Tips on starting your own business


While the recession was not a pretty sight at all and many people were put under a lot of stress, some losing their livelihood, income and way of life in other respects society has certainly seen a rise in people starting their own businesses, being creative and pursuing their entrepreneurial pursuits.

I'm self-employed and I work from home and predominately online and while I don't need an office per se it's nice to have a separate space in the home, where I can really focus on my work. 

If you have an idea, the will and are willing to take a calculated risk now really is the time to capitalise on a new and original idea and with so many platforms such as etsy and Instagram to take your business to new heights it's really opened the door to small businesses. 

If you have a physical product or service starting small is best and selling online can be a great start but at some point you many want to expand on that and open a real-life store which of course will provide you with more daily footfall. Having worked in a variety of stores and working my way up to manager in one which I found really interesting as I had been there from the start and had helped with visual displays and marketing I learnt many things.

1. You cannot underestimate the style and interior of your store. Whether its spacious or small and intimate you want to spend a lot of time designing your space in a way that aids what you are trying to put across to your customers and also hopefully attracts people to share your store on things like Instagram which is such a powerful marketing tool.

2. Design a simple but eye-catching logo and use a designer for your signage. Signage is so important and as you know they say "first impressions count" and your sign is the first thing potential clients see. So do not cut corners when it comes to channel letter signs for your store as it's one of the first things your customers see. The same can be said with online stores, blogs and websites.

3. Information flyers, pamphlets and  Pavement signs are a great way to make the shop's presence known in the foot traffic that may occur on the block. Before the shop is open, use a pavement sign to advertise and convey the progress of the venue and keep passers-by apprised of what is up and coming.

4. Get involved with your neighbourhood - if you opt for a physical store then you need to take into account its location of it and what the neighbourhood is like and how you can connect with them and get involved. Here are some questions to ask yourself - Is this a neighbourhood of commuters?
Who is around the potential location? Do they live here or do they work here, or both?
What are the financial parameters of the area? Also having input from outsiders can be a really good thing to hear what your direct customers want and expect from your service.

5. Don't be scared to take a risk just make sure it's a calculated one. It's very true that no matter what you decide to do you can succeed without trying and making things happen, just talking about starting your own business and actually putting the wheels in motion are two different things. Both John and I took risks to change from being employed to self-employed. I took the chance when my maternity pay came to an end and I decided to not go back to work and dive into the unknown of working from home for myself.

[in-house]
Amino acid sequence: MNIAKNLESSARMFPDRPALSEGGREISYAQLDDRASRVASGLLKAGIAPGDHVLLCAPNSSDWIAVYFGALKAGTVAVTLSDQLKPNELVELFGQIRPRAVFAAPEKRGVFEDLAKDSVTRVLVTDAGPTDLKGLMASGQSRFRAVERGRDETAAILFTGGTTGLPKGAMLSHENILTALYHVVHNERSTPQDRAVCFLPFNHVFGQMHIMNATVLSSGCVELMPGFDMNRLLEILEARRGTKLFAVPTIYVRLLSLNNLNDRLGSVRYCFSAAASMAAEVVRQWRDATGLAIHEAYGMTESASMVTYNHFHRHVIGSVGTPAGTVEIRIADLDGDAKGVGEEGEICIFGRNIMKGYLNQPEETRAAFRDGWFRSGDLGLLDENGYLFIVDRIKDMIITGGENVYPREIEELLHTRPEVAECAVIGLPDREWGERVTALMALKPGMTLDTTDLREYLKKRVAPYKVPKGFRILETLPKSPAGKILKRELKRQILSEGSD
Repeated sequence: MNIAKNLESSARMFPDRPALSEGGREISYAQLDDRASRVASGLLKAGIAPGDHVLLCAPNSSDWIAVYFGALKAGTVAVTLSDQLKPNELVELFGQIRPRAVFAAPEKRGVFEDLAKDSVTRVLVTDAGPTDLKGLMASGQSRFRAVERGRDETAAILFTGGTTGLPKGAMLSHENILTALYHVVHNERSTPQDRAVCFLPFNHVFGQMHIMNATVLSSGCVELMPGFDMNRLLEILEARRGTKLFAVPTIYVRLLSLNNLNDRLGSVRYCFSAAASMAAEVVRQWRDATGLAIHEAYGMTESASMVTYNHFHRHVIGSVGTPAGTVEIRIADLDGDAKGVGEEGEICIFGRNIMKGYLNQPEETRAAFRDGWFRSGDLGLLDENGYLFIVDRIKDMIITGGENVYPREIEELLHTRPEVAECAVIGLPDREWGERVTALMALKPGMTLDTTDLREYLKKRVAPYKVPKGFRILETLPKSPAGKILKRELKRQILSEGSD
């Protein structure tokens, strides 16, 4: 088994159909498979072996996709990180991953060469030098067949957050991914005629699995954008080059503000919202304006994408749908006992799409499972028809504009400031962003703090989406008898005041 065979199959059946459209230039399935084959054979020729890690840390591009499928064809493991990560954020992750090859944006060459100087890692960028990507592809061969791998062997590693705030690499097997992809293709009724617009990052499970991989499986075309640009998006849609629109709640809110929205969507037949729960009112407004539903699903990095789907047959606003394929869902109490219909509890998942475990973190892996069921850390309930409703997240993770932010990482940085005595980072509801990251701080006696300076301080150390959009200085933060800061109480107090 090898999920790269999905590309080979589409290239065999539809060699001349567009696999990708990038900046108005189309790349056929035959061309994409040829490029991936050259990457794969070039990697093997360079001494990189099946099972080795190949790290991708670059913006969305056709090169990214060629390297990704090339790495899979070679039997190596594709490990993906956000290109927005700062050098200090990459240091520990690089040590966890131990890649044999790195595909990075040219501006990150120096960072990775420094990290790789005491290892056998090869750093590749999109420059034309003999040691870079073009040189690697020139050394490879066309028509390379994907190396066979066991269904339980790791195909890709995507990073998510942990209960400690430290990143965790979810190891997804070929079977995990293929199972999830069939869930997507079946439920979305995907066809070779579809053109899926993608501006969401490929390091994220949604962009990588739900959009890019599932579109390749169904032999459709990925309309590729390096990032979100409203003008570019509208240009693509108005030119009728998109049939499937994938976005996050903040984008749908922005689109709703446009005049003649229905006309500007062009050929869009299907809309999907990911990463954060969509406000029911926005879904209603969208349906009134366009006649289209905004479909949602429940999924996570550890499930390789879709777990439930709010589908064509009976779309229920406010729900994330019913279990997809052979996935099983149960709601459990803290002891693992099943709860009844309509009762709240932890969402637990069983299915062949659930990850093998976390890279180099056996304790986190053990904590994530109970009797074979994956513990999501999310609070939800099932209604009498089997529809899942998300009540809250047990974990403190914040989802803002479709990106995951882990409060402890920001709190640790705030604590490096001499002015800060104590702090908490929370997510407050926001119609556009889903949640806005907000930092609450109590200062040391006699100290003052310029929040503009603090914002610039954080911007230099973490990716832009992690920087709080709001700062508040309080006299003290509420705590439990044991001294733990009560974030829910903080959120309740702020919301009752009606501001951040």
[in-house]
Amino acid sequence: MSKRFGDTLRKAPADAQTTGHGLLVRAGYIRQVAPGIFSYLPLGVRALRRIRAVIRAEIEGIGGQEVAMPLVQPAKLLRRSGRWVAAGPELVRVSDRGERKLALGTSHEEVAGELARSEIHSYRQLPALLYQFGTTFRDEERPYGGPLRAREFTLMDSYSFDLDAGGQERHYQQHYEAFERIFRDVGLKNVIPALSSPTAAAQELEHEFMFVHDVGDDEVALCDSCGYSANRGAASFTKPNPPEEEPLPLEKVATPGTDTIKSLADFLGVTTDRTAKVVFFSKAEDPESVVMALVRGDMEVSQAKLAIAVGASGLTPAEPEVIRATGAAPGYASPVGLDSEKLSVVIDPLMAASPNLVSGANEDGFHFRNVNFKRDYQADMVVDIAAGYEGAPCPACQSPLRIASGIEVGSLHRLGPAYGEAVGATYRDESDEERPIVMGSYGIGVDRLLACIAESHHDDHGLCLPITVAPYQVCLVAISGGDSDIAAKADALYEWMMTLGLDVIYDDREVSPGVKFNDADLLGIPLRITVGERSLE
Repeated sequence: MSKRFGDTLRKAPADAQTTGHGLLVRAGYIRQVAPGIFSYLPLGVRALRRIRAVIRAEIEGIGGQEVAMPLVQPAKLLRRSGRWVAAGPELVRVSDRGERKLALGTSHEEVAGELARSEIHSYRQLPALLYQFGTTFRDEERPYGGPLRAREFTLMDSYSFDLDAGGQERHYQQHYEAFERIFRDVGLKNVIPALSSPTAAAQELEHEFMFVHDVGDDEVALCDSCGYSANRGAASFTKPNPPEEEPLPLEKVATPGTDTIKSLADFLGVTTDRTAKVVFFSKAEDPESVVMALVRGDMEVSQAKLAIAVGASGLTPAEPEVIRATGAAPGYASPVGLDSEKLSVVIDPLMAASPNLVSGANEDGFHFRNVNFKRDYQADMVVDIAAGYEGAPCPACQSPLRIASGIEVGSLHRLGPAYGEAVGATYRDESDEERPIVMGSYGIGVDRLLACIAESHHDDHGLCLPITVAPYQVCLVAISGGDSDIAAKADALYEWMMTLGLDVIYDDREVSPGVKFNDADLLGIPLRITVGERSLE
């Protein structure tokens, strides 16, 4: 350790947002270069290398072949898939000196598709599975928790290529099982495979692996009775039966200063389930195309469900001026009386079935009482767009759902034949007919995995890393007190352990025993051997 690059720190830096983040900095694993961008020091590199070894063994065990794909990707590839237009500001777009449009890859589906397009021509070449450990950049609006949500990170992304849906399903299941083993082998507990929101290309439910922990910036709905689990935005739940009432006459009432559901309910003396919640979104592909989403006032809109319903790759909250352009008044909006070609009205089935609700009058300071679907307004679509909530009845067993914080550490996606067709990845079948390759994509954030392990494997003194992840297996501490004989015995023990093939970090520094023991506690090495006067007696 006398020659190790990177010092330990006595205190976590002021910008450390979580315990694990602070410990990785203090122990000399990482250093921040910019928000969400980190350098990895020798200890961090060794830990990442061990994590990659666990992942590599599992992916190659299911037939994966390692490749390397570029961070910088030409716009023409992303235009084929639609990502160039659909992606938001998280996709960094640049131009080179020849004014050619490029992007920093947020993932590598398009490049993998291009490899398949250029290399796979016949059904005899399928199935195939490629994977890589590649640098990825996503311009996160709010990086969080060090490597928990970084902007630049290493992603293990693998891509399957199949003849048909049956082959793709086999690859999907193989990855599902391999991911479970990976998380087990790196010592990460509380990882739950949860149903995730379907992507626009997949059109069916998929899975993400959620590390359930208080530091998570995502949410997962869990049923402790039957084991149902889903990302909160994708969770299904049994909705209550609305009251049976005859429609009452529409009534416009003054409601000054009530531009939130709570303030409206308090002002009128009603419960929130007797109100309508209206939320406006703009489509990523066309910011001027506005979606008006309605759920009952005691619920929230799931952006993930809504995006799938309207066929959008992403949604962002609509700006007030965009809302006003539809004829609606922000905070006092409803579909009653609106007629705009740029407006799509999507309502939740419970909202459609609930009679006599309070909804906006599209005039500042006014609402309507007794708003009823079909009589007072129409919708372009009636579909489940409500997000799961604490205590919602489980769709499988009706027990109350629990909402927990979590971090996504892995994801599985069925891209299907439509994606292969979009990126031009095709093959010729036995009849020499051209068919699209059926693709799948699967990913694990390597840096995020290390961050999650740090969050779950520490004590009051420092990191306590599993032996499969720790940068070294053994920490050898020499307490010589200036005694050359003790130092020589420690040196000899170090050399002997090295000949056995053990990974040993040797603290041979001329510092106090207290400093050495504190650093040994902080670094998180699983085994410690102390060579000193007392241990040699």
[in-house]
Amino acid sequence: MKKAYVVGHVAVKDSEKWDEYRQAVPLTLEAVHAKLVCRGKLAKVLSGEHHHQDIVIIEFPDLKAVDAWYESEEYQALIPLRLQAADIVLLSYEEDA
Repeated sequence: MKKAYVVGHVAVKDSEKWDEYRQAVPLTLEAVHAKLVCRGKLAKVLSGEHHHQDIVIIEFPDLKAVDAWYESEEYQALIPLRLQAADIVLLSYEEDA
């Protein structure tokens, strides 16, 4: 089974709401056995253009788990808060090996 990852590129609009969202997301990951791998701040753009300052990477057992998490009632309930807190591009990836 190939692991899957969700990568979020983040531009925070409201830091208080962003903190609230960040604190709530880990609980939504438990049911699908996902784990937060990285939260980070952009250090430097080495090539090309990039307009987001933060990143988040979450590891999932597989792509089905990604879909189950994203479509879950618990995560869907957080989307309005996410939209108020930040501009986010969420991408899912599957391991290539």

6. Consult the professionals - you will likely need to create a business plan and apply for a business loan through your bank, this in itself can be quite daunting. You will need to have a clear idea of what you are expecting to spend in the first year and what you hope to make. It can be really useful during this time to seek professional help from a business mentor who can help create a clear startup financial model which will likely offer more success when dealing with the bank, also it would be good to consider getting a bookkeeper or accountant. 

7. Stay on top of your finances 

As I've already mentioned, it's worth consulting the professionals when it comes to things like creating a business plan, applying for a business loan and for general business finances such as opening a business account and general bookkeeping. Once the business is up and running you'll want to keep your operating expenses as low as possible, and there are several helpful solutions to help you with this. One of them is to implement a small business inventory management system, as it will prevent you from overstocking your products and help you to identify which products are unpopular and should be avoided in the future. Of course, you can do your own tax returns, as a self-employed freelancer I do my own tax returns and have done for many years but using an accountant can take a lot of weight off your shoulders when it comes to staying on top of things.

If you are in particular looking to work from home I have written a post about How to Succeed as a work from home parent which offers some tips on how and what you can do from the comfort of your couch (or office space).

Associated post 


  1. These are some very helpful tips on starting a business. Thanks for sharing :)

    1. My pleasure and so glad you found the helpful

      Laura x

  2. I've been a freelancer for 12 years now. I know how hard it may be sometimes.
    You've got some great tips on marketing and branding here.

    1. Thanks Lubka and well done for freelancing for that long

      Laura x


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